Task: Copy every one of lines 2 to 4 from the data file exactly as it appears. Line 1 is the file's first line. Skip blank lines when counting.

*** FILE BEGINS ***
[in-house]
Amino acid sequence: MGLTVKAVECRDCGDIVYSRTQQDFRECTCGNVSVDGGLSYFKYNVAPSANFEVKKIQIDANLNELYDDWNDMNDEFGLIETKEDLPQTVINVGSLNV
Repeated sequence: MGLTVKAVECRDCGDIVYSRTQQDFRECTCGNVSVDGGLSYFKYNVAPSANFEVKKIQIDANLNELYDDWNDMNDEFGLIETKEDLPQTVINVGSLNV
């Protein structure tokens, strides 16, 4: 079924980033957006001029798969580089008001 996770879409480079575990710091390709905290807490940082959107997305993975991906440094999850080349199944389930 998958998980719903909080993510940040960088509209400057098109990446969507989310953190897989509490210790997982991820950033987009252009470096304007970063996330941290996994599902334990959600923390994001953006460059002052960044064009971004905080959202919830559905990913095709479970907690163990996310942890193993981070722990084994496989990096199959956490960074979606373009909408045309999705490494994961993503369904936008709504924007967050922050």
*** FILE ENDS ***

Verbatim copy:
Amino acid sequence: MGLTVKAVECRDCGDIVYSRTQQDFRECTCGNVSVDGGLSYFKYNVAPSANFEVKKIQIDANLNELYDDWNDMNDEFGLIETKEDLPQTVINVGSLNV
Repeated sequence: MGLTVKAVECRDCGDIVYSRTQQDFRECTCGNVSVDGGLSYFKYNVAPSANFEVKKIQIDANLNELYDDWNDMNDEFGLIETKEDLPQTVINVGSLNV
């Protein structure tokens, strides 16, 4: 079924980033957006001029798969580089008001 996770879409480079575990710091390709905290807490940082959107997305993975991906440094999850080349199944389930 998958998980719903909080993510940040960088509209400057098109990446969507989310953190897989509490210790997982991820950033987009252009470096304007970063996330941290996994599902334990959600923390994001953006460059002052960044064009971004905080959202919830559905990913095709479970907690163990996310942890193993981070722990084994496989990096199959956490960074979606373009909408045309999705490494994961993503369904936008709504924007967050922050």